After Simon Schempp swept the season-opening biathlon Grand Prix races in Sjusjøen, Norway, it seemed he would be a force to be reckoned with on the World Cup circuit.
The German placed second in the opening 20 k in Östersund, Sweden, but then staggered in the sprint, missing eight targets and the next day’s pursuit. The beginning of the season had been derailed.
Schempp was back with a vengeance when the World Cup moved to Hochfilzen, Austria, on Friday. With perfect shooting, he survived challenges from a charging Martin Fourcade of France (second place, +9.9 seconds) and late starter Tarjei Bø of Norway (third, +18.9).
“It was really hard after last week,” Schempp said in a press conference after the race. “It did not go away easily. It was very hard on myself-confidence…I was really nervous today after that. But I worked very hard all week on the shooting range. I was really powerful on the skis today. I am really proud of myself today.”
That’s a feeling some of the the North American men can appreciate. Lowell Bailey also shot clean, finishing 12th (+40.9); like Schempp, he had missed the pursuit in Sweden, saddled in his case with six penalties on a particularly gusty day on the range.
“I was definitely frustrated with last week, although I think last week was just sort of a lottery,” the American said in a phone interview. “Some people were luckier than others and I didn’t fall on the positive end of that spectrum. Nevertheless it was a tough start to the season so I was really focused on trying to have a high quality result today, regardless of where that ended up on the result sheet. I was more interested in getting my shooting confidence back.”
Mission accomplished, with a perfect score on the range. Skiing so many penalty loops in Sweden, Bailey said he also hadn’t been sure how his ski speed actually compared to the rest of the field; in Hochfilzen, he found that he was “happy with the skiing”.
Bailey was followed into the Hochfilzen pursuit, to be held Saturday, by all three of his teammates: Sean Doherty in 25th (+1:13.1), Tim Burke in 30th (+1:26.9), and Leif Nordgren in 55th (+2:06.5).
“I think we’re all pretty psyched,” Bailey said. “It’s great to have four guys who on any given day can be at the top of the [team] list. That’s really encouraging and it’s really unprecedented – at least as long as I’ve been doing biathlon I’ve never been part of a team which is this strong and with this depth.”
For Doherty, it was a strong follow-up to a sensational top-20 performance in Östersund, a major breakthrough for the junior athlete.
“I’m really happy to follow that up with another really great sprint here in Hochfilzen,” Doherty said. “It was awesome. I really like this course. We had great skis today and I’m really putting it together on the ski part at least, so I’m really encouraged by that.”
The course in Hochfilzen has its advantages, for those who know how to use it.
“It’s a course that really suits my strengths as a skier,” Doherty said. “It’s a very high speed course. None of the climbs are incredibly steep at any given moment. There’s a very nice rhythm and flow to the way the trails are laid out here, and you can really carry momentum well. I think it rewards when you plan ahead and put transitions together in a nice string. You can really build some great speed.”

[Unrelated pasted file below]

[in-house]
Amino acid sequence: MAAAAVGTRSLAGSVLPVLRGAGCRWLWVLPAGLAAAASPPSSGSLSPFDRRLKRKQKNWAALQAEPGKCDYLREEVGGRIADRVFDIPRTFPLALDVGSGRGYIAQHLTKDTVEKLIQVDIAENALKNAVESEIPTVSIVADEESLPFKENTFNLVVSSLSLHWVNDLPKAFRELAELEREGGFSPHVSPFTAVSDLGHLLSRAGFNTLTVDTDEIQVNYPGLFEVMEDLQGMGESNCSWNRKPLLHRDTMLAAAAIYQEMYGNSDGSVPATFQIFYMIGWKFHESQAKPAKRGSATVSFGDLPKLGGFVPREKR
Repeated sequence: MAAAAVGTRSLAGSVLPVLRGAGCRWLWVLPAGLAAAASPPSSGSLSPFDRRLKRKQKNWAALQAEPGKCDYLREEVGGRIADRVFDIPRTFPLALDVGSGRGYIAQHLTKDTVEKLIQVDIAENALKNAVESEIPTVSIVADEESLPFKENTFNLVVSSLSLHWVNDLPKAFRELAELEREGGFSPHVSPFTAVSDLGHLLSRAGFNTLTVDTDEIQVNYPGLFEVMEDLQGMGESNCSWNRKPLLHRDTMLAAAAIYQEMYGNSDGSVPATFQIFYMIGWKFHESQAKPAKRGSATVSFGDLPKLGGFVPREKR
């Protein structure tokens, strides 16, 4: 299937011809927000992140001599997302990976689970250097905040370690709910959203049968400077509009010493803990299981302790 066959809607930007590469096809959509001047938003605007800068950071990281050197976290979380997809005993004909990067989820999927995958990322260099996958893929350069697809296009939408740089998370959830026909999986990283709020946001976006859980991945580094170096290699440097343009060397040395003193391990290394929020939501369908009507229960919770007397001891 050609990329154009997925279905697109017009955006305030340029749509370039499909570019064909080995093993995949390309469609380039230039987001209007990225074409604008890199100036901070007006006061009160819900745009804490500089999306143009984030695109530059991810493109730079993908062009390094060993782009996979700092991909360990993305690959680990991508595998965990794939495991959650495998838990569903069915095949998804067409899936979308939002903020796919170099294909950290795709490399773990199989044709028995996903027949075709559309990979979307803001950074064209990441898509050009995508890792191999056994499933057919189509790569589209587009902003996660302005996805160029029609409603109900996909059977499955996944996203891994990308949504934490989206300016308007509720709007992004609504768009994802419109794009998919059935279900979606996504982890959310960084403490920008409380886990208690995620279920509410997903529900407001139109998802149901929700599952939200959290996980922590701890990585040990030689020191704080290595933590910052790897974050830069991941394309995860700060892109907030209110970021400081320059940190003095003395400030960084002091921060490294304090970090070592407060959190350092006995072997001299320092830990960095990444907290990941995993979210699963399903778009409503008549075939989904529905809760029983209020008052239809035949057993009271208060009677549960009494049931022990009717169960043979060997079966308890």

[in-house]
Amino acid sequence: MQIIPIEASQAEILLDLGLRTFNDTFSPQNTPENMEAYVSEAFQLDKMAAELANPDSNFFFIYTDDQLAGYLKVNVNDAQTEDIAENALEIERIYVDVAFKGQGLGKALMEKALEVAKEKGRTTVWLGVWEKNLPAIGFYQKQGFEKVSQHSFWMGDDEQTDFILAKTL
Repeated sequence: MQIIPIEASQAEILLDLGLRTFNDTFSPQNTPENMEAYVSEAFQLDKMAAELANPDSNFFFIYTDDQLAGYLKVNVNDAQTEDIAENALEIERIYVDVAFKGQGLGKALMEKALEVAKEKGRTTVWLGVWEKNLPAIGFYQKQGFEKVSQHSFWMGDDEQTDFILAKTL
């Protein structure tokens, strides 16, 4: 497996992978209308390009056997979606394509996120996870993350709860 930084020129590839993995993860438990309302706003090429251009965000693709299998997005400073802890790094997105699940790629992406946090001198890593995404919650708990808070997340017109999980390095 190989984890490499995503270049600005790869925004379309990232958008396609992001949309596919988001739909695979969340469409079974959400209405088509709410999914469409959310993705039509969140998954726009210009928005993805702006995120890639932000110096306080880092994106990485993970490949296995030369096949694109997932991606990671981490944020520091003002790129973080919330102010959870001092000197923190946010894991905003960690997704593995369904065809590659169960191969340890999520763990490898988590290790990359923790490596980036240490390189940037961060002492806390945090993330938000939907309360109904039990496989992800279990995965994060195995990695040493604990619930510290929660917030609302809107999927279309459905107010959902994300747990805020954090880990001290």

But with conditions they way they are, it also presents challenges. There’s no snow in central Europe so the course had to be built from scratch with manmade snow. On Friday, the base had frozen hard, but was covered in a layer of loose sugar snow. There were multiple crashes and even more close calls.
“Honestly, I did not expect it to be as icy as it was,” Bailey said. “Those corners, this particular course has three hairpin turns where you come in from a downhill. Normally they are challenging but they are not anything to worry about. Today for sure – I’ve never seen ice like that on the World Cup… It was really dicey. I think a lot of people got worked over by some of those corners.”
That doesn’t bode well for athletes’ equipment come pursuit time, when many more skiers will be navigating those corners at the same time.
“I’m sure there will be some spectacular crashes,” Canada’s Nathan Smith wrote in an email.
He led his team by placing 18th with one penalty, ten seconds behind Bailey. Although he expected to have a higher finish with only one penalty, Smith is in good shape for the pursuit.
“The race went quite well,” he wrote. “I felt really solid in shooting and was actually surprised about my one standing miss. Usually it feels obvious when there is a miss… Even though my result number at the end was higher, in reality I’m not very far at all out of top 8 or 10.”
Like the Americans, the Canadians will have four men in the pursuit. Scott Gow placed 33rd with clean shooting (+1:30.6), just ahead of Brendan Green who had two penalties (35th place, +1:32.3).
Macx Davies finished 93rd with four penalties.
For Gow, too, it was a race to get back on track.
“I was not happy with my results in Östersund,” he wrote in an email. “The Sprint was a tough day because it was so windy, but I still felt like I under performed, so the goal going forward was to focus extra hard on the process and build up my confidence again to trust myself and my abilities… I’m very happy with my shooting, and my goal for today’s race was to pay extra attention to my entire range process to make sure I have the best chance for a clean race.”
Chelsea Little is FasterSkier's Editor-At-Large. A former racer at Ford Sayre, Dartmouth College and the Craftsbury Green Racing Project, she is a PhD candidate in aquatic ecology in the @Altermatt_lab at Eawag, the Swiss Federal Institute of Aquatic Science and Technology in Zurich, Switzerland. You can follow her on twitter @ChelskiLittle.